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Is BORDERLINE PATHOLOGY a FOCUS FOR SPECIFIC TREATMENT APPROACHES?. John F. Clarkin, Ph.D. Weill Medical College of Cornell University. Personality Disorder Institute. Psychoanalysts/Expert Clinicians O. KERNBERG M. STONE E. CALIGOR F. YEOMANS Psychotherapy Researchers

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Is BORDERLINE PATHOLOGY a FOCUS FOR SPECIFIC TREATMENT APPROACHES?


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    1. Is BORDERLINE PATHOLOGY a FOCUS FOR SPECIFIC TREATMENT APPROACHES? John F. Clarkin, Ph.D. Weill Medical College of Cornell University

    2. Personality Disorder Institute • Psychoanalysts/Expert Clinicians O. KERNBERG M. STONE E. CALIGOR F. YEOMANS • Psychotherapy Researchers J. CLARKIN M. LENZENWEGER K. LEVY • Neurocognitive Scientists M. POSNER D. SILBERSWEIG

    3. My Own Experience and Bias • Researcher: bipolar disorder and borderline personality disorder • Clinician • Therapists’ approaches to specific patient pathologies • Psychotherapy research has focused too much on therapy orientations, with little attention to the specifics of the pathology • The therapist is as important as the treatment orientation

    4. Agenda • Disorder specific psychotherapy: One treatment approach does not fit all • Nature of borderline pathology • Observable interpersonal behavior • Internal representations of self and others • Cognitive and emotional functions • Common features of empirically supported, modified treatment approaches to borderline pathology • The TFP approach to borderline pathology • Summary and conclusions

    5. Treatment Modifications for BPD • Both cognitive-behavioral and psychodynamic therapists see the need to modify treatment for borderline pathology • DBT is a specific cognitive-behavioral treatment for borderline pathology; effective as compared to TAU (Linehan, et al, 1991) • Mentalization Based Treatment (MBT) and Transference Focused Psychotherapy (TFP) are modifications of dynamic treatments for BPD; both are effective (Bateman & Fonagy, 1999; Clarkin et al, 2007)

    6. WHAT IS THE NATURE OF BORDERLINE PATHOLOGY? • Self-destructive behaviors • Negative affect combined with low constraint • Relations with others that are constricted or conflicted (hyperactivating or deactivating) • Internal representations (working models) of self and others that are extreme, distorted, marred by past experiences

    7. Growing Consensus About Personality Disorders • Conception of self and others • Interpersonal behavior Livesley, 2000; Pincus, 2005

    8. Key Constructs in Models of Personality Disorder (Lenzenweger & Clarkin, 2005) • Disturbed internal working models (Bowlby, 1979) • Maladaptive schemas (Beck et al., 2004) • Limited and incoherent conception of self and others (Identity diffusion) (Kernberg & Caligor, 2005) • Disturbed Attachment (Meyer & Pilkonis, 2005) leading to disturbed cognitive-affective motivational patterns (representational systems of self and others, goals and strategies to pursue them) • Conceptions of self in interaction copied from past (Benjamin, 2005)

    9. Elements of Interpersonal Functioning

    10. 1. Observable Interpersonal Behavior • Work and marital status • Ratings of quality of love relations and work performance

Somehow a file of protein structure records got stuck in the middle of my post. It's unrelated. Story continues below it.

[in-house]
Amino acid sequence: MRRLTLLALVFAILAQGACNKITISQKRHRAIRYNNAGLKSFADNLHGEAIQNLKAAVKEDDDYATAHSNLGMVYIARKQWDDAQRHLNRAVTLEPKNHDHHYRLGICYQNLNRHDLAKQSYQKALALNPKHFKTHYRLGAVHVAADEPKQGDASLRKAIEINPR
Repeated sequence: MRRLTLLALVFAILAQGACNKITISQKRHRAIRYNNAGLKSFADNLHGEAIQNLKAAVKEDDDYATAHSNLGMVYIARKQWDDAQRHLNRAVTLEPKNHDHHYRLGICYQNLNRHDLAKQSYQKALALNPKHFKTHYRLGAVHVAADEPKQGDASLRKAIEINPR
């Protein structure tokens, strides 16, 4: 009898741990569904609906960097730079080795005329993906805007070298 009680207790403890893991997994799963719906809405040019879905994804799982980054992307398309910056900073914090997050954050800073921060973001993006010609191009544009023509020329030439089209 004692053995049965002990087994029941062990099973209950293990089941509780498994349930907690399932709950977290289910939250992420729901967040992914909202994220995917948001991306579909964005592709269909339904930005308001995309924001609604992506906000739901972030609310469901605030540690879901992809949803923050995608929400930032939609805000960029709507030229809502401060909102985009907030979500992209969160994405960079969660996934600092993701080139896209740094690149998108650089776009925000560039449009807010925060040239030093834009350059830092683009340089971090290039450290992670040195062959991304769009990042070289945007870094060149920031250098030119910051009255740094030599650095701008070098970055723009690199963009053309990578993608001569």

11. Rating of Love Relations 1. Absence of sexual/romantic relations 2. Brief relations, conflict, devoid of sexual contact 3. Brief sexual contacts; without romance 4. Sexual contacts; sensual without romance 5. Sexual contact with one partner without romantic feelings 6. Romantic involvement with one partner, no sexual involvement 7. Satisfying sexual romantic involvement with one partner

    12. Rating of Work 1. No voluntary or paid work 2. Some volunteer work 3. Part-time volunteer or paid work 4. Part time work, not commensurate with education 5. Full time work not commensurate with education, no absences 6. Effective full time work, not commensurate with education 7. Full time work, commensurate with education, works up to potential

    13. Percentage of Patients Involvement in Relationships and Work

    14. 2. Internal Representations: Self-Report Attachment Patterns (ECR) (Hazan & Shaver, 1987) • Secure: It is relatively easy to get close to others; I am comfortable depending on them and having them depend on me. I don’t worry about being abandoned or someone getting too close. • Avoidant: I am uncomfortable being close to others; it is difficult to trust others and to depend upon them • Anxious: I find others reluctant to get as close as I would like; I worry that my partner doesn’t really love me or won’t want to stay with me.

    15. Internal Representations: BPD Attachment Patterns (Levy et al, 2006)

    16. 3. Cognitive/emotional Functions • Effortful control • Neurocognitive functioning in processing negative affect

    17. NeurocognitiveFunctioningFunctioning • Lab tests of effortful executive functioning: BPD and controls differed significantly on WCST perseverative responses, % of perseverative errors, and % errors (Lenzenweger, Clarkin, Fertuck, & Kernberg, 2004) • fMRI tests of inhibition under the influence of negative affect: emotional linguistic go/no go task (Silbersweig, Clarkin, Goldstein, Kernberg, et al, 2007)

    18. Emotional Stroop Task

    19. Behavioral Results • Patients rated negative words more negative • Longer reaction times for patients during no-go blocks • Greater errors of omission for patients during no-go and negative no-go • Greater errors of commission for patients under negative no-go condition

    20. Neuroimaging Results • Behavioral inhibition and negative emotion: Patients manifested decreased ventromedial prefrontal (medial orbitofrontal, subgenal anterior cingulate) activity • Behavioral inhibition and negative emotion: • Patients manifested decreasing vetromedial prefrontal & increasing extended amygdalar-ventral striatal activities • These activitessignficantly correlated with trait measures (MPQ) of decreased constraint and increased negative emotion

    21. Discussion • OFC lesions/dysfunction associated clinically with socio-emotional dyscontrol • In BPD, a bias toward intense negative feelings may dominate the process coupled with failure of top-down control • Negative affective memories/states may propel behavior, unchecked by evolving socioemotional contexts

    22. Implications The affect state of anxiety and hypervigilance associated with HPA hyperreactivity is linked to a specific internal object relationship involving a persecuting object and a victimized self. (Gabbard,2005) Persecuting Object Victimized Self Affect State: Hypervigilant Anxiety